Synopsis: The story of a man who wakes up in bed suffering from memory loss after being in an accident, only to begin to suspect that his wife may not be his real wife and that a web of lies and deceit deepen inside the house where he soon finds himself a prisoner
Release Date: August 14, 2015 MPAA Rating: PG-13
Genre(s): Drama, Horror
The central protagonist in Amnesiac is a man, played by Wes Bentley (The Hunger Games), who is only identified in the credits as “man.” This actually helps the audience identify with him because he is, in fact, the Amnesiac that is referenced in the title of the movie, left without any memory of his identity or past after a horrible car accident. He is taken care of by a woman (known as, yep, “woman,” and portrayed by Still Alice‘s Kate Bosworth) who he can only assume is his wife. He is completely dependent on her, but as time goes on and events start to unfold, the man begins to suspect that the woman is not who she claims to be, and that her motives with him are not entirely benevolent.
There’s something all too familiar about Amnesiac, and it’s not because Before I Go to Sleep, a far better movie about memory loss, was so recently released. The movie was directed by Michael Polish (The Astronaut Farmer) from a screenplay by Amy Kolquist (Border Run) and Mike Le (Dark Summer), but it really feels like another movie that was directed by Rob Reiner from a Stephen King novel. Yeah, it’s like Misery. A lot like Misery. Only not even close to as good. It’s like the Asylum rip-off of Misery. It should have been called Missy, or Mercy, or Mercenary.
It’s hard to take Amnesiac seriously. On one hand, it’s a decent enough mystery that really challenges the viewer to figure out what is going on. On the other, it’s strangely campy, but the viewer is never sure if the effect is intentional or not. Kate Bosworth’s performance is either comedically brilliant or laughingly bad; she’s stiff as a board as she stoically delivers her on-the-nose dialogue and emotionless expressions. Furthermore, Amnesiac features the most apathetic cops in recent cinematic memory, played by career-cop actor Shashawnee Hall and television character actress Mia Barron; all they do is sit around their desks and drink coffee, talking about solving their cases but never actually doing any detective or police work (an example of an actual line of dialogue spoken by Hall’s character, of course known only as “detective” – “I am up out of my chair, this had better be important”). It’s the kind of stuff that makes the viewer wonder if the movie is for real or not.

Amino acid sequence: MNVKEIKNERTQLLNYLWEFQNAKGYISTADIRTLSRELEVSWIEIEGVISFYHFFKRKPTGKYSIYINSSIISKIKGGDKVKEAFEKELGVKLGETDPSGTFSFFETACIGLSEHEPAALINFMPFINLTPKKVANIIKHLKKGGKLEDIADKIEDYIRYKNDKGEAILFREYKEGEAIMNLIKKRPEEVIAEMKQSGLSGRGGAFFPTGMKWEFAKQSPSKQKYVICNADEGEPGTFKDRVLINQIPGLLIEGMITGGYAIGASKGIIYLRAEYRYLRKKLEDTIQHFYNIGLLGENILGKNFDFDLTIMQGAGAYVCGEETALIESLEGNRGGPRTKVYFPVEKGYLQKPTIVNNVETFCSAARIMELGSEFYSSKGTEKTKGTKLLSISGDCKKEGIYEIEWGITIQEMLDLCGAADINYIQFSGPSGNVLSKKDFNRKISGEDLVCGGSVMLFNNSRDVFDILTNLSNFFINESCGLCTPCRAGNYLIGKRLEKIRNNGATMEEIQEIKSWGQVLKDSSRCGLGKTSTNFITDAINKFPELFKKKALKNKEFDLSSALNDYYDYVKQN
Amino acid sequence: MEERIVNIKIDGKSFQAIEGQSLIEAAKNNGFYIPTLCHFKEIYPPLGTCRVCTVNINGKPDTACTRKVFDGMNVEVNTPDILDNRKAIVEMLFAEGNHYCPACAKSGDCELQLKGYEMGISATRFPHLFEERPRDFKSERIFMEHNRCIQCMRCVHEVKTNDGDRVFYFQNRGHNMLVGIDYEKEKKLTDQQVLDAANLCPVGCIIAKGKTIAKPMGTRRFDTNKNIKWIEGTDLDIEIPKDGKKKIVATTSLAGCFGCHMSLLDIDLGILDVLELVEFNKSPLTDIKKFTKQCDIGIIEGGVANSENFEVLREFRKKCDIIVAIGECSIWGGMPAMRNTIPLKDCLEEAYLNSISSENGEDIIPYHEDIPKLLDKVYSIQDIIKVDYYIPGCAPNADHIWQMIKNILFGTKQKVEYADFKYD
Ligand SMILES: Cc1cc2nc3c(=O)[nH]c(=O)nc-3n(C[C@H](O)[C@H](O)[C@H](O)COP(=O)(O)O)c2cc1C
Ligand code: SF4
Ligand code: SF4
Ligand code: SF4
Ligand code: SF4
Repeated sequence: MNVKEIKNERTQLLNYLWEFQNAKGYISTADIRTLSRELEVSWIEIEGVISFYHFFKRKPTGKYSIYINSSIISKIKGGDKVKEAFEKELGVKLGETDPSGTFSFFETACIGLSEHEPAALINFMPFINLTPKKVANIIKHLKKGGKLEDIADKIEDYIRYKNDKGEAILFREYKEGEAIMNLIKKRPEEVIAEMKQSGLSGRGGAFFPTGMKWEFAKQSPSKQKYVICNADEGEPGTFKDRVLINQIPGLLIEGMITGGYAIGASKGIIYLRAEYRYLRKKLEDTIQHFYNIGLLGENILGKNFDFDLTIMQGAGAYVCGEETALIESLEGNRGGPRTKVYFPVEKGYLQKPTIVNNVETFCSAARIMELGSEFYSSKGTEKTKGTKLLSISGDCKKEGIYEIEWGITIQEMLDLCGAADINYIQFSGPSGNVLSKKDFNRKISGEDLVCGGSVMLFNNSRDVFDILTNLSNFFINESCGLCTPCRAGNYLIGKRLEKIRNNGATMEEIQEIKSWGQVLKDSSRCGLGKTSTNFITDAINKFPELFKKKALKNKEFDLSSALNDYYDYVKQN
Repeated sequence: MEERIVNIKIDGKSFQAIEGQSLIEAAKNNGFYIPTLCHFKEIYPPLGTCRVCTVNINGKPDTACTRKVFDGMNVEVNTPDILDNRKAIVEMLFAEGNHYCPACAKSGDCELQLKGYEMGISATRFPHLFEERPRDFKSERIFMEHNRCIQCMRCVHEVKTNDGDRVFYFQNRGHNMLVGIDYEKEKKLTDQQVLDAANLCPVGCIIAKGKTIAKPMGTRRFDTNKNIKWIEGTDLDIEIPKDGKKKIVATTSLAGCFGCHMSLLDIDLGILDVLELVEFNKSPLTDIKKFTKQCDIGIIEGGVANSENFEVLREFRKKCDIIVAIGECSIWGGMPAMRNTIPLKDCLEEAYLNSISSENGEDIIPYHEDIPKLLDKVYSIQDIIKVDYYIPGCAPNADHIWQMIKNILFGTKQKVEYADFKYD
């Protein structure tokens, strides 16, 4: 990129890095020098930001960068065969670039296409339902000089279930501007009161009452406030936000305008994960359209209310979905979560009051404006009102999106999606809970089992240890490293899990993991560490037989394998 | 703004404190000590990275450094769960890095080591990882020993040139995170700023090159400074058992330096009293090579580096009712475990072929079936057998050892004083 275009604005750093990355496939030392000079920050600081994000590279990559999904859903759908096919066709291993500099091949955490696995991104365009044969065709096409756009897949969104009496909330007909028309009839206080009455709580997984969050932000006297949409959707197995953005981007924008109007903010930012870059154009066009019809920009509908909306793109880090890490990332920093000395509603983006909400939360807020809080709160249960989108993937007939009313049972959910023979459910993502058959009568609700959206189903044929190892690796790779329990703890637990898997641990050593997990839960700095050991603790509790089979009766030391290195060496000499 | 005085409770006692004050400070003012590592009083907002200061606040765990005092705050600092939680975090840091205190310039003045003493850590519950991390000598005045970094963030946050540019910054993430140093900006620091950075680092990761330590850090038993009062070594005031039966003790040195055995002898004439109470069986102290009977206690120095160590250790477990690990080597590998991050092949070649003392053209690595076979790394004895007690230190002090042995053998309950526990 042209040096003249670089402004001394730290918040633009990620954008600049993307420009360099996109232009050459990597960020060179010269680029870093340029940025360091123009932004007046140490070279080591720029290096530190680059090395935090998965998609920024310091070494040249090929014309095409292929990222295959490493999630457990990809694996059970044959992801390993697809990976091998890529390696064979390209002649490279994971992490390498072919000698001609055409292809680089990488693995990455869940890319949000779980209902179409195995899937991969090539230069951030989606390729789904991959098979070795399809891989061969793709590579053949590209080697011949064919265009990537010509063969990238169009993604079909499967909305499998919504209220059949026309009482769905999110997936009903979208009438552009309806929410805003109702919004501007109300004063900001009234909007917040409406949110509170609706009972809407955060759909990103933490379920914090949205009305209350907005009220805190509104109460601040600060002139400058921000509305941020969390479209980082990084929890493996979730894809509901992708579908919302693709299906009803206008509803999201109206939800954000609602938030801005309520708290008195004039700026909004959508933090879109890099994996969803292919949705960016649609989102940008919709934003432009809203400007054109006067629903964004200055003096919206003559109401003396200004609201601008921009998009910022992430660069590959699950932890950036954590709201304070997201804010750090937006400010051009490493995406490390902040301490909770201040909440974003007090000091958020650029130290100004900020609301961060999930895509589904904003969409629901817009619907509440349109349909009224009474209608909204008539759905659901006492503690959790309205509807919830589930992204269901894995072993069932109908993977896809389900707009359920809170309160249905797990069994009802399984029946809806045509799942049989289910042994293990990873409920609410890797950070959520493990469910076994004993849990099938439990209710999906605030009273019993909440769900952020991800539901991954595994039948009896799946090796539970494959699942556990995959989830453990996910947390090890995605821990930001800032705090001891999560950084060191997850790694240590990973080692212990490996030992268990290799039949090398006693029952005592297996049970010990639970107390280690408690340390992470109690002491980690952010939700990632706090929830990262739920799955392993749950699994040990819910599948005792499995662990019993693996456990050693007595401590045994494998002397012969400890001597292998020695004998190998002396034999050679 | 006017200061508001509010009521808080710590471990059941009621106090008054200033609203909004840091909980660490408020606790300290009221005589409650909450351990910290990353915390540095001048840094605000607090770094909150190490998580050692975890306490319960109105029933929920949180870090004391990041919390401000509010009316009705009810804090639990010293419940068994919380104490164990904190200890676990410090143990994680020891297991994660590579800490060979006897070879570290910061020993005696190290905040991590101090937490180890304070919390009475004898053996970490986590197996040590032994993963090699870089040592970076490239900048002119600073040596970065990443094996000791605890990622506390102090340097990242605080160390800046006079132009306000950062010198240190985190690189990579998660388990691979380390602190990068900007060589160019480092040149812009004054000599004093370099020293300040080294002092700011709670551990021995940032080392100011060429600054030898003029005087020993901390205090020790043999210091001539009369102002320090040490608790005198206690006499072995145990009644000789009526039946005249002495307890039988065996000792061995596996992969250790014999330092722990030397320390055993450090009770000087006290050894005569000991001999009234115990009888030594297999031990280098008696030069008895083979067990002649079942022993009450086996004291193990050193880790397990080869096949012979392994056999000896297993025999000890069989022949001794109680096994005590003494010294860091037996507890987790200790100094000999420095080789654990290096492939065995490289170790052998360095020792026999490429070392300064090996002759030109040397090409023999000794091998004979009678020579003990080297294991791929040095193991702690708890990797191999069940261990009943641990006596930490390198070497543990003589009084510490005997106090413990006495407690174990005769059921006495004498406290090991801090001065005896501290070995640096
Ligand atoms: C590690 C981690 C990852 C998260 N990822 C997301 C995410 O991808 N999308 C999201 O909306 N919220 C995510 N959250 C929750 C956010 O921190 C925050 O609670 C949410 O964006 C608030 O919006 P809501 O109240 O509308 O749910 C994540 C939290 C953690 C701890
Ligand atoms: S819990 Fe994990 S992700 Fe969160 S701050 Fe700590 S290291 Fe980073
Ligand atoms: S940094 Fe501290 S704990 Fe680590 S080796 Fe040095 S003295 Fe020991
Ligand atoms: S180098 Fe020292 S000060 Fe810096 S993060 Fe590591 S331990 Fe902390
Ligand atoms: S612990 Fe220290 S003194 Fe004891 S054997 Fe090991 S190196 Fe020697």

Amnesiac is kind of a mess of a movie – it lacks focus, not knowing whether it’s a farce or not. It would be a great drinking game movie, or perhaps a midnight cult film, but that’s about the extent of its usefulness.
Amnesiac is full of scary potential, but that potential gets lost in the muddle of the movie. There are a number of cringe-worthy medical scenes that could get under the viewer’s skin and make them squeamish, a few gems like a shock treatment scene, a cauterization scene, and a nifty icepick lobotomy scene, but they are set up so poorly that they’re not scary at all. The ending could even be considered shocking if it was executed properly – it could have been a seatbelt moment, instead it’s barely a speedbump. Basically, Amnesiac was scarier in 1990 when it was called Misery, but there’s no hobbling scene, and Kate Bosworth is no Kathy Bates.
Cast and Crew
- Director(s): Michael Polish
- Producer(s): Richard HalpernLucas JarachJason Price
- Screenwriter(s): Amy KolquistMike Le
- Cast: Kate BosworthWes BentleyOlivia Rose Keegan Shashawnee HallRichard RiehlePatrick BauchauMia Barron
- Editor(s): Timothy Alverson
- Cinematographer: Jayson Crothers
- Production Designer(s):
- Costume Designer: Lynette Meyer
- Casting Director(s): Lee BrodaMark Tillman
- Music Score: Aleks de Carvalho
- Music Performed By:
- Country Of Origin: USA